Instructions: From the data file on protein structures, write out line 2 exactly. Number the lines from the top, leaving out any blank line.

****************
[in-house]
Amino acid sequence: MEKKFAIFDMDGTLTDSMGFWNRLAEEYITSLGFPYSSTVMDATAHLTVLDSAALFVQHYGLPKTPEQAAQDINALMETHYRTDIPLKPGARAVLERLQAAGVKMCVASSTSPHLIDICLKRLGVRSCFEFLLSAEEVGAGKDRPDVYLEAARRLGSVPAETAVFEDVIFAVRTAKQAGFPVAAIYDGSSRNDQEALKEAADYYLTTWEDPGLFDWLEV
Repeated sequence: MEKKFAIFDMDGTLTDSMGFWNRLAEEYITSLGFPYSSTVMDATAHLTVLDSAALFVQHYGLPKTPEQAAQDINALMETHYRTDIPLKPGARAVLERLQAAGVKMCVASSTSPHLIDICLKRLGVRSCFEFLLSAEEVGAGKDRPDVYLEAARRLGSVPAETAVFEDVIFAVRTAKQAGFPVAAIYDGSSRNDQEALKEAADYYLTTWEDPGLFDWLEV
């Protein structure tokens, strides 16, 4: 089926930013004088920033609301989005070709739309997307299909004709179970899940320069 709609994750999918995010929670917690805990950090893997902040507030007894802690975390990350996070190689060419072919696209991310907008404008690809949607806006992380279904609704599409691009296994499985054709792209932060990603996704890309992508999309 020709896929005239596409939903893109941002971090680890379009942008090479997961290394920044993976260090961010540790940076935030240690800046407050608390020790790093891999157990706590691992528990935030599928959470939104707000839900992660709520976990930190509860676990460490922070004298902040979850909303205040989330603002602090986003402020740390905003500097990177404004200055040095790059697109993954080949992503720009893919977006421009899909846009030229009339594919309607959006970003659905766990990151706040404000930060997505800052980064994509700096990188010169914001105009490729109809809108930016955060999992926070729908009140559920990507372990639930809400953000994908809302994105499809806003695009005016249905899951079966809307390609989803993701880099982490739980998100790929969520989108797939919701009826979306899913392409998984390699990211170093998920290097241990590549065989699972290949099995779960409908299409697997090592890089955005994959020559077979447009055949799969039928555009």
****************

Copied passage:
Amino acid sequence: MEKKFAIFDMDGTLTDSMGFWNRLAEEYITSLGFPYSSTVMDATAHLTVLDSAALFVQHYGLPKTPEQAAQDINALMETHYRTDIPLKPGARAVLERLQAAGVKMCVASSTSPHLIDICLKRLGVRSCFEFLLSAEEVGAGKDRPDVYLEAARRLGSVPAETAVFEDVIFAVRTAKQAGFPVAAIYDGSSRNDQEALKEAADYYLTTWEDPGLFDWLEV